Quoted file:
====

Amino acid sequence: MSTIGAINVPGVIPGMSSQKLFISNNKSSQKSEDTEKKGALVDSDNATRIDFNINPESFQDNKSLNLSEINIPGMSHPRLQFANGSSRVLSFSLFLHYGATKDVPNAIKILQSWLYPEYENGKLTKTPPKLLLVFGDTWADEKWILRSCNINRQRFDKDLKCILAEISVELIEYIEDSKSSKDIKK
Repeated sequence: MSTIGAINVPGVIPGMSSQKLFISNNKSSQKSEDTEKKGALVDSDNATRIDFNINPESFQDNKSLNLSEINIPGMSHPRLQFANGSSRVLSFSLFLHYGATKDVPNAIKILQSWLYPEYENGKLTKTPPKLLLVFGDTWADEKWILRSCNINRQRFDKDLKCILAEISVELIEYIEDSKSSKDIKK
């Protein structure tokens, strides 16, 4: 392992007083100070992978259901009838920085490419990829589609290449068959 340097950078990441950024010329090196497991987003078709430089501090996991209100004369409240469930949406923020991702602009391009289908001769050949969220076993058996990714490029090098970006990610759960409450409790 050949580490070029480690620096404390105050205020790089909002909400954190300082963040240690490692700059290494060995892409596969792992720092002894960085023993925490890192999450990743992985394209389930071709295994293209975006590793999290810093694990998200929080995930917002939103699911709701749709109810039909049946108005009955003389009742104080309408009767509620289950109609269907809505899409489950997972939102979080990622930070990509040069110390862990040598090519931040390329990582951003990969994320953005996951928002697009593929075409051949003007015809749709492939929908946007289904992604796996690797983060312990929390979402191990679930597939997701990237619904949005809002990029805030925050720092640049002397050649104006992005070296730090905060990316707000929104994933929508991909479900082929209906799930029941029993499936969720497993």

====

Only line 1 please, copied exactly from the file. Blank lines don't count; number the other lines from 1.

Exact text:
Amino acid sequence: MSTIGAINVPGVIPGMSSQKLFISNNKSSQKSEDTEKKGALVDSDNATRIDFNINPESFQDNKSLNLSEINIPGMSHPRLQFANGSSRVLSFSLFLHYGATKDVPNAIKILQSWLYPEYENGKLTKTPPKLLLVFGDTWADEKWILRSCNINRQRFDKDLKCILAEISVELIEYIEDSKSSKDIKK